July 30, 2023

Indian State from a Public Sector Perspective

Sudip Dutta

DUE to the Indian bourgeoisie's incapacity and reluctance to invest in capital-intensive industries, the newly independent Indian state was compelled to assume a productive role, which led to the establishment of the public sector. During its welfare stage until 1991, it acted as the producer and provider of various essential goods, social services, and infrastructure. However, the forced suppression of land reforms created a crisis of realisation and limited the potential for desired growth by the mid-1980s.

Then the advent of neoliberalism marked a significant shift in the economic, political, and ideological perspective of the state. Neoliberalism gradually started transforming the state from a productive entity into a tax-collecting rentier one. Privatisation and disinvestment, characterized by primitive accumulation, was aimed to create a level playing field for global finance by transferring control of key sectors and resources and reducing corporate taxes. These measures led to a transformation of the state's role into that of a rent and revenue collector from the market.

However now, a new era has emerged, marked by a unique mechanism known as the National Monetization Pipeline, where the Indian state is transferring its capacity for extracting rent to corporate entities. While the state is gradually losing its financial strength, the largest corporations are now establishing dominance over the infrastructural assets. They have created monopoly digital realm through digital market platforms such as Amazon and Google. This has given rise to the flourishing of digital rentier capitalism. The state, in this transformation, assumes the role of the custodian.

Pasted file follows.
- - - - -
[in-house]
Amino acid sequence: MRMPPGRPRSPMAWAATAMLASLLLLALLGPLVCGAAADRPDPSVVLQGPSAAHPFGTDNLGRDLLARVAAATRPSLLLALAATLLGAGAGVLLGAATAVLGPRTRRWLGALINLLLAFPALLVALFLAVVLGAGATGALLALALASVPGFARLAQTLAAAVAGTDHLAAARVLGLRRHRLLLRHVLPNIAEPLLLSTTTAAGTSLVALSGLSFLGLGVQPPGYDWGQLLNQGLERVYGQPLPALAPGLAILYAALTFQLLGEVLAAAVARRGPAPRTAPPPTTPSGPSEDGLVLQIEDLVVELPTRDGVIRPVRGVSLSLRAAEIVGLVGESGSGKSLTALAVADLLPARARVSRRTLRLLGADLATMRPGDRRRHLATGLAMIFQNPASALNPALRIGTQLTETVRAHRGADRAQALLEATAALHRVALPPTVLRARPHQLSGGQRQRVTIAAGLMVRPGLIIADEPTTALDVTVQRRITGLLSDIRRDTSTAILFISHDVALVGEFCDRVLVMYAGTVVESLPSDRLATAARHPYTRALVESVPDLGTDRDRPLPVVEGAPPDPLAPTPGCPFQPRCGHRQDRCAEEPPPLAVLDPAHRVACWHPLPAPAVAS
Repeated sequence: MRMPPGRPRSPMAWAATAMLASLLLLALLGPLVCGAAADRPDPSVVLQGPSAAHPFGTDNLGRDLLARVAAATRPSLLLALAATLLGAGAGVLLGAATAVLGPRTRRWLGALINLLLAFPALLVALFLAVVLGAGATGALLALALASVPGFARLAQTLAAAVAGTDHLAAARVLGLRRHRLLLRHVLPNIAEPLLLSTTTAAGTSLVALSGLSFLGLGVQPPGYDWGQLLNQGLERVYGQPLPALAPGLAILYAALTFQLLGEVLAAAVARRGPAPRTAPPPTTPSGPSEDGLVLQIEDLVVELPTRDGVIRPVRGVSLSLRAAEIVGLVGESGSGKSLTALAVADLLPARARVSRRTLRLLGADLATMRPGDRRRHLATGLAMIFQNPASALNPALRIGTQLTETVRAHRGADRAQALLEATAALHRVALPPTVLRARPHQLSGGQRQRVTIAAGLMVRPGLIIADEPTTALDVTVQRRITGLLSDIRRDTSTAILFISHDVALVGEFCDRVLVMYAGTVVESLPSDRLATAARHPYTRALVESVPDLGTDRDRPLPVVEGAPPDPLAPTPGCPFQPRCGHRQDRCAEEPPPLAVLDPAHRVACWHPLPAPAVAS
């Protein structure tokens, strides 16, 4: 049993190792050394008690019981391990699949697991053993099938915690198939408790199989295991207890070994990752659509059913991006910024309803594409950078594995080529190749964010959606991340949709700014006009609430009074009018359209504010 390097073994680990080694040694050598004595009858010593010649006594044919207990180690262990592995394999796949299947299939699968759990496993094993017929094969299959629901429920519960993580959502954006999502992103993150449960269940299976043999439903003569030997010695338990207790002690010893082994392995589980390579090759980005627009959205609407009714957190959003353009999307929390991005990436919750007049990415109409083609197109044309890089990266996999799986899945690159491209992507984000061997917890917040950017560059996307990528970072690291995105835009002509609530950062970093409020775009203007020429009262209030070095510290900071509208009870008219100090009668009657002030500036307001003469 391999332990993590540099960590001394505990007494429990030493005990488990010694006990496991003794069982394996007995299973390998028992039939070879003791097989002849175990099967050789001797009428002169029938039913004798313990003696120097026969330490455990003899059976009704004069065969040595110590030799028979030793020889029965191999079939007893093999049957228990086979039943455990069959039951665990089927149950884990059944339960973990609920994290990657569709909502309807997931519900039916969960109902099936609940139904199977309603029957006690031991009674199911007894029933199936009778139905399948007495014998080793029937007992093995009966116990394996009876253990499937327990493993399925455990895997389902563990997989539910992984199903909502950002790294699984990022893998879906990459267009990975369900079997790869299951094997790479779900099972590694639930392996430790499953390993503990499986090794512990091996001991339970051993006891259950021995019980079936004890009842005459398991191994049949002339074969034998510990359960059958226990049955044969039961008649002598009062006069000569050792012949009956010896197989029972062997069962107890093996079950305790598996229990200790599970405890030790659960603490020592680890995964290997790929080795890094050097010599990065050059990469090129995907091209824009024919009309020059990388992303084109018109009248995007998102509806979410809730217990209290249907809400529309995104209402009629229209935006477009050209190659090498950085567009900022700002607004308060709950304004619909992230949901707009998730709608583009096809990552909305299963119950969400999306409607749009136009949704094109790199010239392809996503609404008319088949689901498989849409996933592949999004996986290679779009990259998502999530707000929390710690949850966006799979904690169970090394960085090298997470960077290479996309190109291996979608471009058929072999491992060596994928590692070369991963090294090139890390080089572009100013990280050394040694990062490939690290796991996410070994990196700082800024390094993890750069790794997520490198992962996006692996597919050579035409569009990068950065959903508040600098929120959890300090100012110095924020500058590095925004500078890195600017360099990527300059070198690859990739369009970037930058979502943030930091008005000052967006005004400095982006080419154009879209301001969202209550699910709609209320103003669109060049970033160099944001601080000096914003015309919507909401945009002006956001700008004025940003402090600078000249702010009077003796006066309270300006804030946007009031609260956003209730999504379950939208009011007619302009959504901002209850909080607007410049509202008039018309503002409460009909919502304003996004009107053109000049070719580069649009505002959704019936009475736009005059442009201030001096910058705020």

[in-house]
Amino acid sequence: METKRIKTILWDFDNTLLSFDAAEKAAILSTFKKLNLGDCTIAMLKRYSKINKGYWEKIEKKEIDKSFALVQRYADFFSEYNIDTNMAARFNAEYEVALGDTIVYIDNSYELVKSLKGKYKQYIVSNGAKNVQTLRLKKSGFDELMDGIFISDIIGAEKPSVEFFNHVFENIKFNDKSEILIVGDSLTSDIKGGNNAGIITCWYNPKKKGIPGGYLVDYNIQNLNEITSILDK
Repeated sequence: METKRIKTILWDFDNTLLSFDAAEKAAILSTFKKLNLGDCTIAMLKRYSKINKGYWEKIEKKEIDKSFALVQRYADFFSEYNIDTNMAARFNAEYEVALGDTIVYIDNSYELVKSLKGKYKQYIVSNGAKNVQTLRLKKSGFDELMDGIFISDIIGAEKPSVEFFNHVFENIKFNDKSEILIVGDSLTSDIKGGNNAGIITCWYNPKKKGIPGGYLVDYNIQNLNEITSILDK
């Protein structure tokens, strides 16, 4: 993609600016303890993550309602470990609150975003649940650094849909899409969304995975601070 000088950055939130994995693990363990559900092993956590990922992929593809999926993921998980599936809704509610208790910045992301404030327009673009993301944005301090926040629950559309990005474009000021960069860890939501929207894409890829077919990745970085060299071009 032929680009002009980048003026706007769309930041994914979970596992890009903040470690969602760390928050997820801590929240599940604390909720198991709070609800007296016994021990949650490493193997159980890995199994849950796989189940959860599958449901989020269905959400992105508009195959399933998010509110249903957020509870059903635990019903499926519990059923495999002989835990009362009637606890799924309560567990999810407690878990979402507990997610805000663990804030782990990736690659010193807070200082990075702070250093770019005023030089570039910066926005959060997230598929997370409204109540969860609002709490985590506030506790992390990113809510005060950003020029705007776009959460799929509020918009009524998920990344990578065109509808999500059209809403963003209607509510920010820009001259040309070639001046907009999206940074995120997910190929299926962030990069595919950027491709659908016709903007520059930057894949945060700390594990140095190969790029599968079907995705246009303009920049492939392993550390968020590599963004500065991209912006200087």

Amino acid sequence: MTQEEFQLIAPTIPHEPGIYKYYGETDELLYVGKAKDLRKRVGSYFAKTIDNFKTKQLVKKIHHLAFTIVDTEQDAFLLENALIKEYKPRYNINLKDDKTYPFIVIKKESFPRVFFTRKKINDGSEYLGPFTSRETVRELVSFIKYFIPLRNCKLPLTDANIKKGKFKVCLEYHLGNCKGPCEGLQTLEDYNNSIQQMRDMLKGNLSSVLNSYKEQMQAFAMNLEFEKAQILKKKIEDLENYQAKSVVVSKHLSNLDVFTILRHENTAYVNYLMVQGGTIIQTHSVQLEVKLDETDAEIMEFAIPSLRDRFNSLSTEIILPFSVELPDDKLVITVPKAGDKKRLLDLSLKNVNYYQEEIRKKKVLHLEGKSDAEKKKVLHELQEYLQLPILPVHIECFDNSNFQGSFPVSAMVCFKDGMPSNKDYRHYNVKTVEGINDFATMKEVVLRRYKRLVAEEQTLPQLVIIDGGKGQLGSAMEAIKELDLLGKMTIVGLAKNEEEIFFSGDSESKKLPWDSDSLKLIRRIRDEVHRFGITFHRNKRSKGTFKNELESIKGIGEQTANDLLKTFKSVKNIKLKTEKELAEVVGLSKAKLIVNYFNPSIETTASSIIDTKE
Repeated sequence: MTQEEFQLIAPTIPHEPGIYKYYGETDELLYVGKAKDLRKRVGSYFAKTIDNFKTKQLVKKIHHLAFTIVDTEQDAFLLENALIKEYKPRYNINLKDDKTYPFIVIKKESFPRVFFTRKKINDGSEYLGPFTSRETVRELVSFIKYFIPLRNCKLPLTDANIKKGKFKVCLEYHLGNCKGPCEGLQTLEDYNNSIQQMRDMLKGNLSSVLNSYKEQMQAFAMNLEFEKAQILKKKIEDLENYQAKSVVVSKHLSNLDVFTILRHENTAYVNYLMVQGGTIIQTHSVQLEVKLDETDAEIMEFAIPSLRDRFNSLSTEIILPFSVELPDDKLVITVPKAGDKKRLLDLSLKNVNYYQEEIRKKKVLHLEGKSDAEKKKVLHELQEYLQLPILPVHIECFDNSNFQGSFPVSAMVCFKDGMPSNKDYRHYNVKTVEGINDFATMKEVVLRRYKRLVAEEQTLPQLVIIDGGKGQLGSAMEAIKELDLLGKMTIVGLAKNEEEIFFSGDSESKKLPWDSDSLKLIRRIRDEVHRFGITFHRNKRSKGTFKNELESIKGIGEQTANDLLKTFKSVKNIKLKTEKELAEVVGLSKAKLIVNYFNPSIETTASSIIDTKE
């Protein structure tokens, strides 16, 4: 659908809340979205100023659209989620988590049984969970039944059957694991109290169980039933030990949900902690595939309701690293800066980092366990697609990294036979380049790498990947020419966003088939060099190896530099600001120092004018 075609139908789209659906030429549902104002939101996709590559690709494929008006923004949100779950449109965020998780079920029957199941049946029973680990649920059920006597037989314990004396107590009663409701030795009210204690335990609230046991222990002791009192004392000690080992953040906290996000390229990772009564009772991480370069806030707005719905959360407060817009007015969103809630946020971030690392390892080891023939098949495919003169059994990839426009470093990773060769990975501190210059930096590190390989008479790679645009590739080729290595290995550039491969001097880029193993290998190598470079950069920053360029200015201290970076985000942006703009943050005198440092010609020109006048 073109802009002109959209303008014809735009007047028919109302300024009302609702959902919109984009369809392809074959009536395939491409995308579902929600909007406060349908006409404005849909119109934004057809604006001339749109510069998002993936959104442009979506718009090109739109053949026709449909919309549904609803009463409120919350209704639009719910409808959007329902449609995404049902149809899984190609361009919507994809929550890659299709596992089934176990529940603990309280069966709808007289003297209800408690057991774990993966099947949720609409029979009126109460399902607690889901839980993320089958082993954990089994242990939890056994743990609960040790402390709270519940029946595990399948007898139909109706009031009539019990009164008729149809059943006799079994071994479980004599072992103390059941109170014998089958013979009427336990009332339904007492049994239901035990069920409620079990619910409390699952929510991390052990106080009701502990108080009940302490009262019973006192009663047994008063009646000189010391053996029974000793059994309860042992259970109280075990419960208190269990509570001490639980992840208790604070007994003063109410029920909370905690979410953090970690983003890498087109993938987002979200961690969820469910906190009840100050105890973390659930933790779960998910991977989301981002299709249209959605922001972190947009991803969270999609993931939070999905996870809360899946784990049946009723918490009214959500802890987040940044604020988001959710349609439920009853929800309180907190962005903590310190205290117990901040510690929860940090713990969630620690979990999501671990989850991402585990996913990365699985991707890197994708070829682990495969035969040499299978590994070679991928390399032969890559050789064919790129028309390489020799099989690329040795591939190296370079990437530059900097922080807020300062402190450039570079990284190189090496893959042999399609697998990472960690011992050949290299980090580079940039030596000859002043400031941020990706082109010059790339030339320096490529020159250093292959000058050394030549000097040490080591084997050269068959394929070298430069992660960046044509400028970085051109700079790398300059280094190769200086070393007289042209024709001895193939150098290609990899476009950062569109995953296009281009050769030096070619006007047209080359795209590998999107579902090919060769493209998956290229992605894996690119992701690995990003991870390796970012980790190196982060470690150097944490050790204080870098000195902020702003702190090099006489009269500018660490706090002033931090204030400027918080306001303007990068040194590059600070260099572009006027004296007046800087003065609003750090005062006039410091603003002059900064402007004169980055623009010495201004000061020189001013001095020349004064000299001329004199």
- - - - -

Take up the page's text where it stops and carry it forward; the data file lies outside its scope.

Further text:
As the state's material strength diminishes, it inevitably takes on a more authoritarian and despotic shape in order to suppress the superstructure and facilitate a smooth transition. This represents a distinct shift towards an era of financialisation, where the virtual realm supersedes the real, speculation overtakes production, authority surpasses materiality. The journey of this transition is closely intertwined with the evolving relationship between the state and its public sector.

The initial phase of privatisation aimed at disinvesting the public sector, was met with resistance. Despite the Rangarajan Committee's recommendation to sell off public sector undertakings (PSUs), only Maruti Udyog was privatised in the first five years of liberalisation.

However, the neoliberal corporatisation, coupled with the rise of communal and identity politics, brought the right-wing Bharatiya Janata Party (BJP) to power in 1998. This political shift led to the privatisation of several PSUs, including VSNL, Indian Petrochemicals, and BALCO.